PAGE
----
Stop The Fear-Mongering – 20 Medical Experts Questioning The Coronavirus Panic

Below is our list of twelve medical experts whose opinions on the Coronavirus outbreak contradict the official narratives of the MSM, and the memes so prevalent on social media.

Dr Sucharit Bhakdi is a specialist in microbiology. He was a professor at the Johannes Gutenberg University in Mainz and head of the Institute for Medical Microbiology and Hygiene and one of the most cited research scientists in German history.

What he says:

We are afraid that 1 million infections with the new virus will lead to 30 deaths per day over the next 100 days. But we do not realise that 20, 30, 40 or 100 patients positive for normal coronaviruses are already dying every day.

[The government’s anti-COVID19 measures] are grotesque, absurd and very dangerous […] The life expectancy of millions is being shortened. The horrifying impact on the world economy threatens the existence of countless people.

The consequences on medical care are profound. Already services to patients in need are reduced, operations cancelled, practices empty, hospital personnel dwindling. All this will impact profoundly on our whole society.

All these measures are leading to self-destruction and collective suicide based on nothing but a spook.

Dr Wolfgang Wodarg is a German physician specialising in Pulmonology, politician and former chairman of the Parliamentary Assembly of the Council of Europe.

In 2009 he called for an inquiry into alleged conflicts of interest surrounding the EU response to the Swine Flu pandemic.

What he says:

Politicians are being courted by scientists… scientists who want to be important to get money for their institutions. Scientists who just swim along in the mainstream and want their part of it […] And what is missing right now is a rational way of looking at things.

We should be asking questions like “How did you find out this virus was dangerous?”, “How was it before?”, “Didn’t we have the same thing last year?”, “Is it even something new?”

That’s missing.

Dr Joel Kettner is professor of Community Health Sciences and Surgery at Manitoba University, former Chief Public Health Officer for Manitoba province and Medical Director of the International Centre for Infectious Diseases.

What he says:

I have never seen anything like this, anything anywhere near like this. I’m not talking about the pandemic, because I’ve seen 30 of them, one every year. It is called influenza. And other respiratory illness viruses, we don’t always know what they are. But I’ve never seen this reaction, and I’m trying to understand why.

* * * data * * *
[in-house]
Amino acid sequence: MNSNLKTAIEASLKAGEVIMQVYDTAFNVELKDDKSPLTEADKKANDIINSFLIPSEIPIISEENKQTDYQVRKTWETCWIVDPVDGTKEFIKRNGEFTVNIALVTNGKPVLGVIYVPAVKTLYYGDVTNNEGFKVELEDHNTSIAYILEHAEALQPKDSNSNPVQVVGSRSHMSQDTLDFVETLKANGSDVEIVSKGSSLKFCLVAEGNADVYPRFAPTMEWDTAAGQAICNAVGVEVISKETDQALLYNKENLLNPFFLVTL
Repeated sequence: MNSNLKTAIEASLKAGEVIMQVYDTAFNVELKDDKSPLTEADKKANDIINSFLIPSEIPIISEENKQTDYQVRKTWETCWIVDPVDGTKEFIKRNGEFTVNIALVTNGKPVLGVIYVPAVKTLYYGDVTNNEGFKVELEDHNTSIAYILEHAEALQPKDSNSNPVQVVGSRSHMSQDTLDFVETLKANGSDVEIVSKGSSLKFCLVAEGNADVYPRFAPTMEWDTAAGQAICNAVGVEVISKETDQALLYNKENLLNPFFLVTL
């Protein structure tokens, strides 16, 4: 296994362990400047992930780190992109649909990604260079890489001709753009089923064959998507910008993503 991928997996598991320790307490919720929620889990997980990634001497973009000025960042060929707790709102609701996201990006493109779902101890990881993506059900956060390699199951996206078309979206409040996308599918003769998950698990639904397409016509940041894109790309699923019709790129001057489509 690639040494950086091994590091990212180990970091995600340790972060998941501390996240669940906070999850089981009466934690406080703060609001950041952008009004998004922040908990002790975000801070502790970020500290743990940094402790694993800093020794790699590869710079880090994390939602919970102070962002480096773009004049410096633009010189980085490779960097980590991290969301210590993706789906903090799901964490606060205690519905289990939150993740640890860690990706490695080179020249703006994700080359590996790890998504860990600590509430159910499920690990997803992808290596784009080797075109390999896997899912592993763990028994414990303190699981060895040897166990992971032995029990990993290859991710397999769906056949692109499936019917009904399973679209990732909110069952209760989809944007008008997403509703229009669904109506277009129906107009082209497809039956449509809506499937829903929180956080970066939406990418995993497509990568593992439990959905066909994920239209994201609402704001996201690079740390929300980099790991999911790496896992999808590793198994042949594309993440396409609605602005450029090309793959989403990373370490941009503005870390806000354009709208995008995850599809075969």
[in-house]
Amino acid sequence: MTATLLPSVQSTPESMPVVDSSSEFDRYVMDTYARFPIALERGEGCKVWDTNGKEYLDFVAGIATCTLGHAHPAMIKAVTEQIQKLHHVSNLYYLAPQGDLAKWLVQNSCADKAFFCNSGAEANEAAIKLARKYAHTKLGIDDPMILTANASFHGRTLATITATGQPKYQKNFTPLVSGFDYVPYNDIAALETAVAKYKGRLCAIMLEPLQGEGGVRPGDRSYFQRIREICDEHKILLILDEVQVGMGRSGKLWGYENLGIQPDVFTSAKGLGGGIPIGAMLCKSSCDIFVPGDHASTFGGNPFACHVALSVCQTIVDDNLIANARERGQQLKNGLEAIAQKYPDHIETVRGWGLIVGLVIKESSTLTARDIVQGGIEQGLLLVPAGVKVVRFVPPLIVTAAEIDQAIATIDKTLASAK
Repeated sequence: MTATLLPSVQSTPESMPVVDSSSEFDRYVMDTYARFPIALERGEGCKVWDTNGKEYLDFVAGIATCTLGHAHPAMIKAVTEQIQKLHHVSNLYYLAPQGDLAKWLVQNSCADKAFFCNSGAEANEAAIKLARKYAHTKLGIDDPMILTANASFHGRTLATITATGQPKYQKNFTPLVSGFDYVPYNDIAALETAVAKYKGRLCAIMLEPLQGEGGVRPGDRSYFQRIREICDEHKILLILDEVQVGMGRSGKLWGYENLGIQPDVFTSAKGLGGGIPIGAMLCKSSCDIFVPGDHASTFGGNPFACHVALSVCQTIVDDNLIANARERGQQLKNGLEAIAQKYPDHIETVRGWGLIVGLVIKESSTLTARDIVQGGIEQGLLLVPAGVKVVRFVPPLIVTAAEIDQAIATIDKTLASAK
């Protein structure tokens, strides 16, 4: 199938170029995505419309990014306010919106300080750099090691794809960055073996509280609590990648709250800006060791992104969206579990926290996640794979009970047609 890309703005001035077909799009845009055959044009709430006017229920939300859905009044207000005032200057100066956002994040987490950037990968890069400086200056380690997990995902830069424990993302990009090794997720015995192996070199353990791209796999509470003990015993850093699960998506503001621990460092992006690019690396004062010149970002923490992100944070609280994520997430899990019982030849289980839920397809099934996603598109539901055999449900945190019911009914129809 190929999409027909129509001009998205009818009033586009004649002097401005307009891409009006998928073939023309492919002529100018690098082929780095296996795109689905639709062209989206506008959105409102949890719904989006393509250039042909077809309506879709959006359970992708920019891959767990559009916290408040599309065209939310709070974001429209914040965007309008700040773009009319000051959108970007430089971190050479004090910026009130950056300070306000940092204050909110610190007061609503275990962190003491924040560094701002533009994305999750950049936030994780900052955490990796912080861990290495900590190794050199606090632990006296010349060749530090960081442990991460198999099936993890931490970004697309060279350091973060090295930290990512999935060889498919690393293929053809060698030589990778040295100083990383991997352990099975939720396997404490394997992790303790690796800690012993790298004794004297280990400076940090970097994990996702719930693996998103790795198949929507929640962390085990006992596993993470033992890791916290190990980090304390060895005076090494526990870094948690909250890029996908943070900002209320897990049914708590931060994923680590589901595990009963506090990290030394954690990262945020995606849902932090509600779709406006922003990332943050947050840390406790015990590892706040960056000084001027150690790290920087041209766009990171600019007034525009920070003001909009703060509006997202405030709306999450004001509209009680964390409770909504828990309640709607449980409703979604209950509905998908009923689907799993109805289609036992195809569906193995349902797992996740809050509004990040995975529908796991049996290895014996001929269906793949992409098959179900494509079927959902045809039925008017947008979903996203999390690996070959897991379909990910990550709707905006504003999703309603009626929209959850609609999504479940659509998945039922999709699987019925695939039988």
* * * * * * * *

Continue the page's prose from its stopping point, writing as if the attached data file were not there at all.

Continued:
I worry about the message to the public, about the fear of coming into contact with people, being in the same space as people, shaking their hands, having meetings with people. I worry about many, many consequences related to that.

In Hubei, in the province of Hubei, where there has been the most cases and deaths by far, the actual number of cases reported is 1 per 1000 people and the actual rate of deaths reported is 1 per 20,000. So maybe that would help to put things into perspective.

Dr John Ioannidis Professor of Medicine, of Health Research and Policy and of Biomedical Data Science, at Stanford University School of Medicine and a Professor of Statistics at Stanford University School of Humanities and Sciences.

He is director of the Stanford Prevention Research Center, and co-director of the Meta-Research Innovation Center at Stanford (METRICS).

He is also the editor-in-chief of the European Journal of Clinical Investigation. He was chairman at the Department of Hygiene and Epidemiology, University of Ioannina School of Medicine as well as adjunct professor at Tufts University School of Medicine.

As a physician, scientist and author he has made contributions to evidence-based medicine, epidemiology, data science and clinical research.

In addition, he pioneered the field of meta-research. He has shown that much of the published research does not meet good scientific standards of evidence.

What he says:

Patients who have been tested for SARS-CoV-2 are disproportionately those with severe symptoms and bad outcomes. As most health systems have limited testing capacity, selection bias may even worsen in the near future.